As a physical therapist, you have many options for the path your career will take. If you’re interested in working with children, then you may be considering a pediatric outpatient or school-based position. Our team at Pediatric Therapeutic Services (PTS) discusses the differences between school-based and outpatient PT here.
What is Outpatient PT?
Outpatient PT occurs in a clinic where a child and their parent can visit to receive care and leave the same day. The clinic is likely devoted to physical and occupational therapy and staffed with those trained to evaluate and progress PT goals. Outpatient clinics may also have more sensory or gross motor equipment available during physical therapy sessions.
At an outpatient clinic, the goals of physical therapy can be broad since they may address many facets of a child’s daily life. Outpatient PT is often more frequent, intensive, and based on medical needs. PTs will keep parents updated on their child’s progress.
What is School-Based PT?
School-based PT takes place in schools. Children who receive school-based physical therapy typically need an IEP (Individualized Education Program) or a 504 plan to be considered for these school-based services. Physical therapists in schools may coordinate with parents, teachers, administrators, and each other to help a student as much as possible.
The physical therapy that takes place in schools will focus on supporting the child in an academic environment. The overall goal of school-based therapy is to help a child physically access school as independently as possible. A PT may help a student work on coordination in order to participate more fully in PE with their classmates or help build core strength for better desk chair balance and sitting for task completion or stair navigation.
School-based physical therapy can be done as a classroom-wide push-in session, or in a one-on-one or group session. The goal with PTS in a school setting is to ensure students can receive the supports they need in the least restrictive environment (LRE). Being in a familiar environment can help students thrive and be more comfortable when physical therapy exercises are completed.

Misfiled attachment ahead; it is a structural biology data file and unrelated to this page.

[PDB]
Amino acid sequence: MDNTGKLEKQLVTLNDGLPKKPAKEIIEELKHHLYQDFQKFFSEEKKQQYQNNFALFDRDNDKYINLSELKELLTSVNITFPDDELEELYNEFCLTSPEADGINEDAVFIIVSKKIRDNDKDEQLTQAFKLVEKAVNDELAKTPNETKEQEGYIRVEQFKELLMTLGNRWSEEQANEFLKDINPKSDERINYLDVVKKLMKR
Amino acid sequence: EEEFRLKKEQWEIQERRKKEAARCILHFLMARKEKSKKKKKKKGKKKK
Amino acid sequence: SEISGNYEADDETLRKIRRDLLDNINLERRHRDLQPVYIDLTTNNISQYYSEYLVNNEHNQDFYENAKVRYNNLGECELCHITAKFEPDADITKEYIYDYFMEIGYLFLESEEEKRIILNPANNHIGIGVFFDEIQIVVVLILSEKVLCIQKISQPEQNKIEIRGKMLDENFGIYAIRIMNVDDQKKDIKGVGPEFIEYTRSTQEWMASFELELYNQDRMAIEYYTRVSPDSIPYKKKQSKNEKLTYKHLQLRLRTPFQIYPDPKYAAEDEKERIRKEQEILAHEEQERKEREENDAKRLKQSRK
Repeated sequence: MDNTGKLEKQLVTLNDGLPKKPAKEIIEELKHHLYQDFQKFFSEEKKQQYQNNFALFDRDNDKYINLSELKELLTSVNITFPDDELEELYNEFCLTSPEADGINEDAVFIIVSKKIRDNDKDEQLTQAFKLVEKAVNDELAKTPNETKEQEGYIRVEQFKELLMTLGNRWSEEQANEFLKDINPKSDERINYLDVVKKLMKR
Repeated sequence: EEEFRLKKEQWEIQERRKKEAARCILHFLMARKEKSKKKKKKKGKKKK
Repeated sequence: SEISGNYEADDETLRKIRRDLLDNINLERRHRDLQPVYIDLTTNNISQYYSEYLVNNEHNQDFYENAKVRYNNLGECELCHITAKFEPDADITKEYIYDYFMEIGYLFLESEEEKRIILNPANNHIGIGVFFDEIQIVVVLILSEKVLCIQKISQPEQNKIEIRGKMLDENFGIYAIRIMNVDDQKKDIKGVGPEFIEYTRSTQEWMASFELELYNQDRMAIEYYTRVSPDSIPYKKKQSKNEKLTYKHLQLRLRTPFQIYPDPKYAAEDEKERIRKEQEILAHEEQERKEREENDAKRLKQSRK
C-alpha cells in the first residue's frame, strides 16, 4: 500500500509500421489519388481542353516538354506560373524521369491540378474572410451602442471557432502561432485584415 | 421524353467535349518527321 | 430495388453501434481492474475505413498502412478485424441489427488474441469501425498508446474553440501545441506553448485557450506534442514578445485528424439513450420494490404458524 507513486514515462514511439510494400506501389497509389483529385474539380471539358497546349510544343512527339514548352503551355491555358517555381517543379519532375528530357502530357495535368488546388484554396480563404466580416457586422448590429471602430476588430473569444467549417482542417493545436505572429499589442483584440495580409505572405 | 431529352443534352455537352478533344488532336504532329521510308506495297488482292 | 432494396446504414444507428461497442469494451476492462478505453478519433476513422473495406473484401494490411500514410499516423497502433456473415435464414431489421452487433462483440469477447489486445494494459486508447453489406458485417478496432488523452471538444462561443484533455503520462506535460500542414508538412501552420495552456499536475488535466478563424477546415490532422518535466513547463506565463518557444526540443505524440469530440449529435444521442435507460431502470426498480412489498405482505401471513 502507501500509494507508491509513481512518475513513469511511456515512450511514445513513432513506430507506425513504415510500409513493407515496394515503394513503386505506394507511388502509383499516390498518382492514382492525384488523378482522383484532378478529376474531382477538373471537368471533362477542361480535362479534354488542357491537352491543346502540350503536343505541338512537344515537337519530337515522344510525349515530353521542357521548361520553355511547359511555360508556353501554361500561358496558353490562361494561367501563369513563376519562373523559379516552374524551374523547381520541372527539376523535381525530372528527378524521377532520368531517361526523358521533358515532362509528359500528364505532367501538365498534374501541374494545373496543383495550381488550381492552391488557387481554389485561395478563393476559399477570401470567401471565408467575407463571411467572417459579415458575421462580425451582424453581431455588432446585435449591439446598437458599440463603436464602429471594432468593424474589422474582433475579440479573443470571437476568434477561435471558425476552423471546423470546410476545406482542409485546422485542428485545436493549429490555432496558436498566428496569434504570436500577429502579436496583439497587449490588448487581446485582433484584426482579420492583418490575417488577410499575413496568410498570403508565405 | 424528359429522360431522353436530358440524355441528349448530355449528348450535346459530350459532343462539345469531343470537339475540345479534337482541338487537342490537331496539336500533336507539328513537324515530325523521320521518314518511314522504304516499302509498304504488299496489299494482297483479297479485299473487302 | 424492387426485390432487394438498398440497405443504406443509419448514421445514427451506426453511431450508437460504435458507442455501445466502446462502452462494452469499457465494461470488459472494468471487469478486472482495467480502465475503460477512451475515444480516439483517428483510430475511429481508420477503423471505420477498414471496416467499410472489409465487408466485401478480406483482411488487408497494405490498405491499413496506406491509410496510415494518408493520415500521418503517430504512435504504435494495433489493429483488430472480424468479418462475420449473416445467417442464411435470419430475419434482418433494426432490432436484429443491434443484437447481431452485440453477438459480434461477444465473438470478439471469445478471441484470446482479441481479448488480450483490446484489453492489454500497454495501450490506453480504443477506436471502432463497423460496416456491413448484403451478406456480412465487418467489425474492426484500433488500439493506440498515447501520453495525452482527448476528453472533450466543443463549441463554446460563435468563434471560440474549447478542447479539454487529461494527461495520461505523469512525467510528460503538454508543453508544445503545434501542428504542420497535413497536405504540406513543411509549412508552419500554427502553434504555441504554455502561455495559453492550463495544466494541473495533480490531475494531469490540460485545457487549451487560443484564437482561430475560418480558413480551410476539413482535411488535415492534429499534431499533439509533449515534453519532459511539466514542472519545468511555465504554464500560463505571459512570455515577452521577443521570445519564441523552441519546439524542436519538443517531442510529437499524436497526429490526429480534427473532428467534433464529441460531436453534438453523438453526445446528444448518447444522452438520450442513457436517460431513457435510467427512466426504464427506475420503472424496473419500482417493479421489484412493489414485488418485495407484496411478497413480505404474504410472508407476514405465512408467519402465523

Can Outpatient PT and School-Based PT Work Together?
Some students and their families may undergo both school-based and outpatient PT. Since the settings will likely focus on different skills, the student will benefit from both. It may be helpful for both physical therapists to coordinate and discuss the child’s progress in sessions.
School-based physical therapists working alongside PTS will have the opportunity to work with several students, some of whom may be receiving support outside of school, and some may not. With PTS’s Multi-Tiered Systems of Support approach, we can ensure you’ll help students receive the right level of support they need to succeed.
Work Alongside PTS As a School-Based Physical Therapist
If you’re interested in helping students access their education to the fullest and building your career as a physical therapist, apply to work alongside PTS in our partnering districts. We will set you up to succeed with your students by providing plenty of resources and guidance. Apply for a school-based PT position today.